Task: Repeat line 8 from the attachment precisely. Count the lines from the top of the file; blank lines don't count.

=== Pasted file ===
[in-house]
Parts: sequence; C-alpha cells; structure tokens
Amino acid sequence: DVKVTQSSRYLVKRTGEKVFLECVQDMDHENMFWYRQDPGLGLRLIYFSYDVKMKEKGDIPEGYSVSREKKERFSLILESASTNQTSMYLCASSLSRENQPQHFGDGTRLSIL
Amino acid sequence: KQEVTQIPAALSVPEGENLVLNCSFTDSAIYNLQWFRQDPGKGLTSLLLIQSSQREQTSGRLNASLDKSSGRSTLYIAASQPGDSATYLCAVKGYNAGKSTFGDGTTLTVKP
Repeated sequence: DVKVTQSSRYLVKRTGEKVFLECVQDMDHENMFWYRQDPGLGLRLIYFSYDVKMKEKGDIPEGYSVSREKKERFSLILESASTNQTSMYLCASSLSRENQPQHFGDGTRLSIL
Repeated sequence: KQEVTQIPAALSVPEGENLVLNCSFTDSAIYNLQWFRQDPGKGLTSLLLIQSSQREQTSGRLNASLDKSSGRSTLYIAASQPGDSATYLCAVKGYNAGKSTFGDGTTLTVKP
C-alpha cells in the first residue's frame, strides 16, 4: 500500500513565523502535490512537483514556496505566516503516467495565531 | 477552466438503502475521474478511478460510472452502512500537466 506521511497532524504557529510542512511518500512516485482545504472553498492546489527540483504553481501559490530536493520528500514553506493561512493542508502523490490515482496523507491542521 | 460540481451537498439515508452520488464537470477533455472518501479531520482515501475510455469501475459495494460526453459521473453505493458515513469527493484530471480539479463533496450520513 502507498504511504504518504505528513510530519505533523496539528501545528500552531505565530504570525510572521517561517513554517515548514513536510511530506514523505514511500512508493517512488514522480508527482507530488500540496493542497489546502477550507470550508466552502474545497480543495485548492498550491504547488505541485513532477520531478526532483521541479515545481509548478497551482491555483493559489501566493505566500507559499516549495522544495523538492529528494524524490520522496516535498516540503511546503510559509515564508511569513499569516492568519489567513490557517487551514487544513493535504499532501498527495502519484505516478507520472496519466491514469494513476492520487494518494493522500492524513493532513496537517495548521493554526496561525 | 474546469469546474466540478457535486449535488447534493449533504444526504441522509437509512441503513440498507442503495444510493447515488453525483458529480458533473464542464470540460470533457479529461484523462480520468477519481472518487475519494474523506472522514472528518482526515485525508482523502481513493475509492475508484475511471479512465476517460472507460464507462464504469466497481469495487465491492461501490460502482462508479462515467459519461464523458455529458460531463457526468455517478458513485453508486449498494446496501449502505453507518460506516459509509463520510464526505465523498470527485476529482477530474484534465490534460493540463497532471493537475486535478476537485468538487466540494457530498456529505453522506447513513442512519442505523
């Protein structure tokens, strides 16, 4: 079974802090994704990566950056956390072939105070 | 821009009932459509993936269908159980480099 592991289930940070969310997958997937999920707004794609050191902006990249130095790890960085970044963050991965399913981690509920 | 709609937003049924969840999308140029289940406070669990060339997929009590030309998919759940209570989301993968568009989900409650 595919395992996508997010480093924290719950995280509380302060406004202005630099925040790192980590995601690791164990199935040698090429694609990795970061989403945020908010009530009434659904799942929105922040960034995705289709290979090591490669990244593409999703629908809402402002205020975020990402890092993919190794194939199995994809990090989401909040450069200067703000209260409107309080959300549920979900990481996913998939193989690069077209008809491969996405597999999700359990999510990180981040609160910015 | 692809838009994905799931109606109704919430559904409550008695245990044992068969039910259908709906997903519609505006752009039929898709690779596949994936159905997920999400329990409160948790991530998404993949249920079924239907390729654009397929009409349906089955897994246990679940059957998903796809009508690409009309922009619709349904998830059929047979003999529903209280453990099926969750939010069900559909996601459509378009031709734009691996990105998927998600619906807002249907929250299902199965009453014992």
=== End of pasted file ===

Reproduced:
């Protein structure tokens, strides 16, 4: 079974802090994704990566950056956390072939105070 | 821009009932459509993936269908159980480099 592991289930940070969310997958997937999920707004794609050191902006990249130095790890960085970044963050991965399913981690509920 | 709609937003049924969840999308140029289940406070669990060339997929009590030309998919759940209570989301993968568009989900409650 595919395992996508997010480093924290719950995280509380302060406004202005630099925040790192980590995601690791164990199935040698090429694609990795970061989403945020908010009530009434659904799942929105922040960034995705289709290979090591490669990244593409999703629908809402402002205020975020990402890092993919190794194939199995994809990090989401909040450069200067703000209260409107309080959300549920979900990481996913998939193989690069077209008809491969996405597999999700359990999510990180981040609160910015 | 692809838009994905799931109606109704919430559904409550008695245990044992068969039910259908709906997903519609505006752009039929898709690779596949994936159905997920999400329990409160948790991530998404993949249920079924239907390729654009397929009409349906089955897994246990679940059957998903796809009508690409009309922009619709349904998830059929047979003999529903209280453990099926969750939010069900559909996601459509378009031709734009691996990105998927998600619906807002249907929250299902199965009453014992």